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Diarrhoea in the critically ill is common, associated with poor outcome, and rarely due to Clostridium difficile

Tirlapur, N; Puthucheary, ZA; Cooper, JA; Sanders, J; Coen, PG; Moonesinghe, SR; Wilson, AP; ... Montgomery, HE; + view all (2016) Diarrhoea in the critically ill is common, associated with poor outcome, and rarely due to Clostridium difficile. Scientific Reports , 6 , Article 24691. 10.1038/srep24691. Green open access

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Abstract

Diarrhoea is common in Intensive Care Unit (ICU) patients, with a reported prevalence of 15-38%. Many factors may cause diarrhoea, including Clostridium difficile, drugs (e.g. laxatives, antibiotics) and enteral feeds. Diarrhoea impacts on patient dignity, increases nursing workload and healthcare costs, and exacerbates morbidity through dermal injury, impaired enteral uptake and subsequent fluid imbalance. We analysed a cohort of 9331 consecutive patients admitted to a mixed general intensive care unit to establish the prevalence of diarrhoea in intensive care unit patients, and its relationship with infective aetiology and clinical outcomes. We provide evidence that diarrhoea is common (12.9% (1207/9331) prevalence) in critically ill patients, independently associated with increased intensive care unit length of stay (mean (standard error) 14.8 (0.26) vs 3.2 (0.09) days, p < 0.001) and mortality (22.0% (265/1207) vs 8.7% (705/8124), p < 0.001; adjusted hazard ratio 1.99 (95% CI 1.70-2.32), p < 0.001) compared to patients without diarrhoea even after adjusting for potential confounding factors, and infrequently caused by infective aetiology (112/1207 (9.2%)) such as Clostridium difficile (97/1048 (9.3%) tested) or virological causes (9/172 (5.7%) tested). Our findings suggest non-infective causes of diarrhoea in ICU predominate and pathophysiology of diarrhoea in critically ill patients warrants further investigation.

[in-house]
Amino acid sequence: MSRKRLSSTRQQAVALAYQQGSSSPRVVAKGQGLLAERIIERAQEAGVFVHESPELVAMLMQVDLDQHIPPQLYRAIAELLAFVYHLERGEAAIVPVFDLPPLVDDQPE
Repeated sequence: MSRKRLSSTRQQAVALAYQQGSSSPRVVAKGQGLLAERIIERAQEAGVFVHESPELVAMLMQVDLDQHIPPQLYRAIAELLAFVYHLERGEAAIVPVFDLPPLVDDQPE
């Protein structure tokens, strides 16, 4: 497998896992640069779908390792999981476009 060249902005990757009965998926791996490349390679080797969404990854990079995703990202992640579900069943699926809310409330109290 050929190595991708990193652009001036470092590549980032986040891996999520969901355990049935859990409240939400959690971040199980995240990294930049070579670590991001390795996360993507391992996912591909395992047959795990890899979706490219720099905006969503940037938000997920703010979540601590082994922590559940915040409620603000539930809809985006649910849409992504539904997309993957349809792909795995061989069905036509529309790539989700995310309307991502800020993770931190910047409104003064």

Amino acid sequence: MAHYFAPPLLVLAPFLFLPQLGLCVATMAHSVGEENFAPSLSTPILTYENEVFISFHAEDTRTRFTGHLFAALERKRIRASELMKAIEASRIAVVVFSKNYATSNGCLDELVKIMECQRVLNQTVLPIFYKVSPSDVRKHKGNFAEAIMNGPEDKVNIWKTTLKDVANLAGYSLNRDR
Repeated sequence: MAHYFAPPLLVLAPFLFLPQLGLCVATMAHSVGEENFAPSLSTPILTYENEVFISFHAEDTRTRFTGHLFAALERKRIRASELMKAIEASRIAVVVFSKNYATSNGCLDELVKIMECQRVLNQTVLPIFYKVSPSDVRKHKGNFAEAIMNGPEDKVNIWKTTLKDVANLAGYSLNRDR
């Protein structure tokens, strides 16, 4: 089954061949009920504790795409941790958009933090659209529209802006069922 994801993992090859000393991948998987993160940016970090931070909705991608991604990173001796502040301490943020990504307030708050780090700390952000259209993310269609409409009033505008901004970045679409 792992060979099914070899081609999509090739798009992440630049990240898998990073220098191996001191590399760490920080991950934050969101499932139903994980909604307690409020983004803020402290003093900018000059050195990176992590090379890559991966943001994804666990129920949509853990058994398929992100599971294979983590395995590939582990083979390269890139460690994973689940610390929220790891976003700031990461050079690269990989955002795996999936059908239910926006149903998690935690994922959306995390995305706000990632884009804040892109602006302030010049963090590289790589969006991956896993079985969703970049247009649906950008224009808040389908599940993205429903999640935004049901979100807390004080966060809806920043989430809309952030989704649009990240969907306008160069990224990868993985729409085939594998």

Type: Article
Title: Diarrhoea in the critically ill is common, associated with poor outcome, and rarely due to Clostridium difficile
Location: England
Open access status: An open access version is available from UCL Discovery
DOI: 10.1038/srep24691
Publisher version: http://dx.doi.org/10.1038/srep24691
Language: English
Additional information: This work is licensed under a Creative Commons Attribution 4.0 International License. The images or other third party material in this article are included in the article’s Creative Commons license, unless indicated otherwise in the credit line; if the material is not included under the Creative Commons license, users will need to obtain permission from the license holder to reproduce the material. To view a copy of this license, visit http://creativecommons.org/licenses/by/4.0/.
UCL classification: UCL
UCL > Provost and Vice Provost Offices > School of Life and Medical Sciences
UCL > Provost and Vice Provost Offices > School of Life and Medical Sciences > Faculty of Medical Sciences
UCL > Provost and Vice Provost Offices > School of Life and Medical Sciences > Faculty of Medical Sciences > Div of Infection and Immunity
UCL > Provost and Vice Provost Offices > School of Life and Medical Sciences > Faculty of Medical Sciences > Div of Medicine
UCL > Provost and Vice Provost Offices > School of Life and Medical Sciences > Faculty of Medical Sciences > Div of Medicine > Experimental and Translational Medicine
UCL > Provost and Vice Provost Offices > School of Life and Medical Sciences > Faculty of Medical Sciences > Div of Surgery and Interventional Sci
UCL > Provost and Vice Provost Offices > School of Life and Medical Sciences > Faculty of Medical Sciences > Div of Surgery and Interventional Sci > Department of Targeted Intervention
UCL > Provost and Vice Provost Offices > School of Life and Medical Sciences > Faculty of Population Health Sciences
UCL > Provost and Vice Provost Offices > School of Life and Medical Sciences > Faculty of Population Health Sciences > Institute of Cardiovascular Science
UCL > Provost and Vice Provost Offices > School of Life and Medical Sciences > Faculty of Population Health Sciences > UCL GOS Institute of Child Health
UCL > Provost and Vice Provost Offices > School of Life and Medical Sciences > Faculty of Population Health Sciences > UCL GOS Institute of Child Health > Infection, Immunity and Inflammation Dept
URI: https://discovery.ucl.ac.uk/id/eprint/1486090
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